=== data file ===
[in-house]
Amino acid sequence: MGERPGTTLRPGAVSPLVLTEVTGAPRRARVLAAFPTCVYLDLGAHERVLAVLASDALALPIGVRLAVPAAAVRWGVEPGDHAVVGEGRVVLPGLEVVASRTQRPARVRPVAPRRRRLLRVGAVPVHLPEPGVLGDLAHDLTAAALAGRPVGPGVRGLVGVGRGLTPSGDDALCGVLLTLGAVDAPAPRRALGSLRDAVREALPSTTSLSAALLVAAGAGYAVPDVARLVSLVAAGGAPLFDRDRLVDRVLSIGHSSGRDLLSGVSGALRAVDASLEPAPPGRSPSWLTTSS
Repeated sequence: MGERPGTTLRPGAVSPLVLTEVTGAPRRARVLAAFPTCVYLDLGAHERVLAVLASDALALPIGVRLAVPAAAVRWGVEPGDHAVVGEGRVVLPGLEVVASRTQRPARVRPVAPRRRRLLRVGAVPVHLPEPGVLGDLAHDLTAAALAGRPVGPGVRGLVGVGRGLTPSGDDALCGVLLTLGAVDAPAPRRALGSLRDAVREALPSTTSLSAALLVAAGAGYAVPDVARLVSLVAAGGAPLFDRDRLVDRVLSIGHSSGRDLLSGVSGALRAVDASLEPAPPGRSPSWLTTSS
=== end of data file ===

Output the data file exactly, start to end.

[in-house]
Amino acid sequence: MGERPGTTLRPGAVSPLVLTEVTGAPRRARVLAAFPTCVYLDLGAHERVLAVLASDALALPIGVRLAVPAAAVRWGVEPGDHAVVGEGRVVLPGLEVVASRTQRPARVRPVAPRRRRLLRVGAVPVHLPEPGVLGDLAHDLTAAALAGRPVGPGVRGLVGVGRGLTPSGDDALCGVLLTLGAVDAPAPRRALGSLRDAVREALPSTTSLSAALLVAAGAGYAVPDVARLVSLVAAGGAPLFDRDRLVDRVLSIGHSSGRDLLSGVSGALRAVDASLEPAPPGRSPSWLTTSS
Repeated sequence: MGERPGTTLRPGAVSPLVLTEVTGAPRRARVLAAFPTCVYLDLGAHERVLAVLASDALALPIGVRLAVPAAAVRWGVEPGDHAVVGEGRVVLPGLEVVASRTQRPARVRPVAPRRRRLLRVGAVPVHLPEPGVLGDLAHDLTAAALAGRPVGPGVRGLVGVGRGLTPSGDDALCGVLLTLGAVDAPAPRRALGSLRDAVREALPSTTSLSAALLVAAGAGYAVPDVARLVSLVAAGGAPLFDRDRLVDRVLSIGHSSGRDLLSGVSGALRAVDASLEPAPPGRSPSWLTTSS